Misuse of antibiotics in animals a threat to public health

How antibiotic resistance spreads (source: Center for Disease Control)

Since their discovery, antibiotics have played a pivotal role in modern medicine. However, the inappropriate and widespread use of antibiotics in animals and humans has led to antibiotic residues being found in foods of animal origin.

The growing threat of antibiotic resistance is being widely recognized as a major global public health problem.

The World Antibiotic Awareness Week (WAAW) marked every November, aims to increase global awareness on antibiotic use, and encourage best practices among the general public, health workers and policy makers, to avoid the growth and spread of antibiotic resistance and reduce antibiotic residues in livestock products.

Between 40 and 80 per cent of antibiotics used on farm animals are classified as unnecessary or highly questionable. A study done in Kenya by the Global Antibiotic Resistance Partnership (GARP) reported that up to 70 per cent of the imported antibiotics are given to chickens, pigs and cows.

It further showed that some farmers give antibiotics to their livestock to prevent them from getting sick. This inappropriate use and abuse of antibiotics in farming is currently coming under greater international consumer scrutiny and has led to major fast-food restaurants banning products with antibiotic residues.

World Animal Protection believes that responsible use of antibiotics is essential in tackling the growing resistance.

By putting proper policies and measures in place, the use of antibiotics on animals will be reduced and higher welfare systems encouraged in the livestock industry.

Such systems should include good housing, health care and the promotion of natural animal behaviour. They should also provide for improved management, biosecurity, hygiene, sanitation, optimal animal husbandry, nutrition, genetics and use of preventive methods such as vaccination, leading to improved animal health and welfare.

By eliminating the worst methods and practices of animal production such as the use of cages, crowded or barren conditions, poorly ventilated production units with wet beddings and inadequate feeding systems, animals are less stressed and less likely to suffer illness, leading to less dependency on antibiotics.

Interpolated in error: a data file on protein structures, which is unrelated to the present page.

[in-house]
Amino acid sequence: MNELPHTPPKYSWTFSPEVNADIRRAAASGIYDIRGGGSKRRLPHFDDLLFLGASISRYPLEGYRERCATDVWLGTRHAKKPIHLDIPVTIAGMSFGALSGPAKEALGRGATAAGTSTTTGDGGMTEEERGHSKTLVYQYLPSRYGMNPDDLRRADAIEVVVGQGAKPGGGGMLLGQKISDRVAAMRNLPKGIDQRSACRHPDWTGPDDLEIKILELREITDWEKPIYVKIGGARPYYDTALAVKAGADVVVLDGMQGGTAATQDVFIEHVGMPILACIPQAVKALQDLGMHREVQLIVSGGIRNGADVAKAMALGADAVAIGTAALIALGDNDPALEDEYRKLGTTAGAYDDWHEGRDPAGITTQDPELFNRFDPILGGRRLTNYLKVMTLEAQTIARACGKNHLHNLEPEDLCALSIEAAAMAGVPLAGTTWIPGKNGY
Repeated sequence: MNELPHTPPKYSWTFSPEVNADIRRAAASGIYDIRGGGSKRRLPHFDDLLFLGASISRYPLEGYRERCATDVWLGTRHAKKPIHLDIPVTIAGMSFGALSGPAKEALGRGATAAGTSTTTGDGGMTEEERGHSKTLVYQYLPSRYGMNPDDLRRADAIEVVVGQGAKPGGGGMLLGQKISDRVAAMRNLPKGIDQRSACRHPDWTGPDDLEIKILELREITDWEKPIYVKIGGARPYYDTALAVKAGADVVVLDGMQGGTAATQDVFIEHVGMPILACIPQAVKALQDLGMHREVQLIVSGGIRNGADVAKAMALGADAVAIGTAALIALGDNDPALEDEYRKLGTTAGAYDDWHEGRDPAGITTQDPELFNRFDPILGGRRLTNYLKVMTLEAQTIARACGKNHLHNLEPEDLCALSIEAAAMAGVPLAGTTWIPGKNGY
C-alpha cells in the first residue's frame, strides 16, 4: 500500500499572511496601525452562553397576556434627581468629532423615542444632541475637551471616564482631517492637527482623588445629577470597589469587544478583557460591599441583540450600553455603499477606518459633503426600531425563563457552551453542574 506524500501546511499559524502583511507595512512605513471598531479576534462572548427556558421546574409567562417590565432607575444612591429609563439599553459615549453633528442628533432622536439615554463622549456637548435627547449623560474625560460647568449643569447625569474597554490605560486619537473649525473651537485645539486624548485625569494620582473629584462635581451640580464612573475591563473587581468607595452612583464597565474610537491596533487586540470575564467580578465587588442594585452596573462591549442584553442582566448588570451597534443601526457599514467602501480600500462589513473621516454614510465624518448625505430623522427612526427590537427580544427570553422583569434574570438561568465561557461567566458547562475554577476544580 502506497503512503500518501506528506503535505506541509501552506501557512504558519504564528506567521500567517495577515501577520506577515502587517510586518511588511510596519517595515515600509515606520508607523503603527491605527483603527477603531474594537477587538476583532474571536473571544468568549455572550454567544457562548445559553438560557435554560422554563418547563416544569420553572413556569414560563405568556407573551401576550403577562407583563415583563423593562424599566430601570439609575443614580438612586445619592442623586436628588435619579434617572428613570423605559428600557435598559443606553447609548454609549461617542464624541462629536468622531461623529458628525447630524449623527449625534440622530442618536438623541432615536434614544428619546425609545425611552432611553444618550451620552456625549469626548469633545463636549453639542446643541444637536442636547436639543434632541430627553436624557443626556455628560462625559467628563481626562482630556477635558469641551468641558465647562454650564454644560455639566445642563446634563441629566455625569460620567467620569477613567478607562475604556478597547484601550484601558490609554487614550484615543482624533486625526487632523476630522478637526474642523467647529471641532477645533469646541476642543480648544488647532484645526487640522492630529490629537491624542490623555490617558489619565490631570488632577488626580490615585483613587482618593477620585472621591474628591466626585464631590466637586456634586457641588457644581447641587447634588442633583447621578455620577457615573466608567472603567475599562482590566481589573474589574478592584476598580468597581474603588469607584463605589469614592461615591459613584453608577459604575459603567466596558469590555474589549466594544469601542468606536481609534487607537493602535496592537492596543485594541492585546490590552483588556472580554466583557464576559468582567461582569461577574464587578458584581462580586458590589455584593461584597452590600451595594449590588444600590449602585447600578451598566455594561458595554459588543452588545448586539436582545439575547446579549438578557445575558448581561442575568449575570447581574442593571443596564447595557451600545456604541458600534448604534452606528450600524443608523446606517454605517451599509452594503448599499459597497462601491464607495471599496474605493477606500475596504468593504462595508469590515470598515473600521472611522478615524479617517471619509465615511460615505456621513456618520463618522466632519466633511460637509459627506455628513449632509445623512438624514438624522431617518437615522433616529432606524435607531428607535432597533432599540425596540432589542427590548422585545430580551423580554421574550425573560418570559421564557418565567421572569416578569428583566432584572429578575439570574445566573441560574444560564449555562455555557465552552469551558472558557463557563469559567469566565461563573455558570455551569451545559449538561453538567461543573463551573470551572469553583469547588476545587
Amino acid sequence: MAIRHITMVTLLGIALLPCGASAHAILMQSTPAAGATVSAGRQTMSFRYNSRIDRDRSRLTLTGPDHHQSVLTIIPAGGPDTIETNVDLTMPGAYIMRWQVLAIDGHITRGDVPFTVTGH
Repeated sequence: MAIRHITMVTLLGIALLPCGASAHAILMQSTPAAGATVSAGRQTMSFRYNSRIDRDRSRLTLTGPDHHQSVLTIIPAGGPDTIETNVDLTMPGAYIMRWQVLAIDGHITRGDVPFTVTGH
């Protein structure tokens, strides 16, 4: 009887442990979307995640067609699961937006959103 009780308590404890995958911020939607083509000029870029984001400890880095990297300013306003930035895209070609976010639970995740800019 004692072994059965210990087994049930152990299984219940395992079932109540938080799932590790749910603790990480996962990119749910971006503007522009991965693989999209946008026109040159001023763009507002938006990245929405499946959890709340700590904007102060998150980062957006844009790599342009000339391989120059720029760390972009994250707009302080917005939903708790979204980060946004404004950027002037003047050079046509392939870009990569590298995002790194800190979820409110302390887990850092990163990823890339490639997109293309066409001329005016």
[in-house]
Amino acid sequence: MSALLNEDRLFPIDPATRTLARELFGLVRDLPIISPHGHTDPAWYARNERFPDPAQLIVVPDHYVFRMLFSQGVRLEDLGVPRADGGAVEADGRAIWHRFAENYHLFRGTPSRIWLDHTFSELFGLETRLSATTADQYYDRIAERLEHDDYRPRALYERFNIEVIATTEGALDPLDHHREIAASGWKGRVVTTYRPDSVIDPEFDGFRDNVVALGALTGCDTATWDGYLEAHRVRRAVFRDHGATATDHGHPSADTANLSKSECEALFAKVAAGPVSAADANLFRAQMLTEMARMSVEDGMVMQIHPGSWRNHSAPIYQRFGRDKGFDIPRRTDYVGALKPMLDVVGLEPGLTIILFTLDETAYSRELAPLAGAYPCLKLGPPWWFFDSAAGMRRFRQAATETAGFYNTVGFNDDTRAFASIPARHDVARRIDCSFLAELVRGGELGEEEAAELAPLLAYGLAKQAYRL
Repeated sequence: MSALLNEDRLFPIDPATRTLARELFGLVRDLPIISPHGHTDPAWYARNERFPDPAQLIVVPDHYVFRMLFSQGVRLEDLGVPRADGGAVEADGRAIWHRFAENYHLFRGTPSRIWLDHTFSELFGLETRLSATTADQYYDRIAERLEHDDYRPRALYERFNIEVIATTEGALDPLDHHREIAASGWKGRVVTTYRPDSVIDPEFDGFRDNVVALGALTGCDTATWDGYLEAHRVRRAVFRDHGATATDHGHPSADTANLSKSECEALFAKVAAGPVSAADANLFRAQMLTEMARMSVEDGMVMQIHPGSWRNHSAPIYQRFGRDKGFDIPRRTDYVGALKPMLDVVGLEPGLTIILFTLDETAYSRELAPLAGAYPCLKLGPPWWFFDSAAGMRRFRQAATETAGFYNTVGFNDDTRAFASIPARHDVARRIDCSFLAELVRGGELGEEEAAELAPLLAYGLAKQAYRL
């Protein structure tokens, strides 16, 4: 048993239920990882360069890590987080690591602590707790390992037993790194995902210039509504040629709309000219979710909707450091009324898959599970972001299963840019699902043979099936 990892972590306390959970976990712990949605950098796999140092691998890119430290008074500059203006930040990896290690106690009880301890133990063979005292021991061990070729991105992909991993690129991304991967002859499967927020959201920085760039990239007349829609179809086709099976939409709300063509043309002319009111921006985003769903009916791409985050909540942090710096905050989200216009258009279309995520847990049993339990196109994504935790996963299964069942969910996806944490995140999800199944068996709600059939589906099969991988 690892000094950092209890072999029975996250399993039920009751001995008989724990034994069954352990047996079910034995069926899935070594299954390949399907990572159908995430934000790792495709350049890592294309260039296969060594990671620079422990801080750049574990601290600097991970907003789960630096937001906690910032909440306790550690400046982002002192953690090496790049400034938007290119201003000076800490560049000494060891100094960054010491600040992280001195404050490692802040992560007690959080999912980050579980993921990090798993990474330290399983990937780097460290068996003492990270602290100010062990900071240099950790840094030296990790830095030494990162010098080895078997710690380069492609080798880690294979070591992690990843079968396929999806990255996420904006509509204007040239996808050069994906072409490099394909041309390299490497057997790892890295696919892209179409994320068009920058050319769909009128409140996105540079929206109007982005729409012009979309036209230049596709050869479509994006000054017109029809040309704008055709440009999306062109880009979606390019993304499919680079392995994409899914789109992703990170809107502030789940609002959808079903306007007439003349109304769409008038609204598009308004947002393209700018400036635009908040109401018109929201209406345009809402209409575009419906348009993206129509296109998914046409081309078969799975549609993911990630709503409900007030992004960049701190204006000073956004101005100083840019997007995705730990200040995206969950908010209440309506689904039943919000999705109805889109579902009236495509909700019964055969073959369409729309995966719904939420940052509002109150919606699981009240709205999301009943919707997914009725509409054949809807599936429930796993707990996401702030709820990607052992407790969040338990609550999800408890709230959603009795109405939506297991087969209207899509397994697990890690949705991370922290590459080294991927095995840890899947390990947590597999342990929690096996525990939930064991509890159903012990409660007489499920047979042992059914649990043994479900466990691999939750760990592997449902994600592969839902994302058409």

Responsible use of antibiotics means that animals should be treated when sick. This may require treatment not just of the sick animals, but also of the whole group to ensure diseases do not spread. Self-medication of animals on the advice from other farmers or, by calling or visiting outlets that stock and sell veterinary drugs, without having the animal physically examined to diagnose the actual problem, should be strongly discouraged.

Only after the offending organism has been isolated and identified in a laboratory, should treatment be done and this, under by a qualified and licensed veterinary practitioner.

Ensure that the animal gets the full recommended dose and that the withdrawal period is adhered to. The withdrawal period is when the products (milk, eggs and meat) from the animal are not consumed. Failure to observe this results in detectable high levels of antibiotic residues in meat, chicken, milk and eggs.

Antibiotics should never be used as growth promoters, or on a routine basis (including repeated prophylactic use), to enable animals to be kept in poor welfare conditions.

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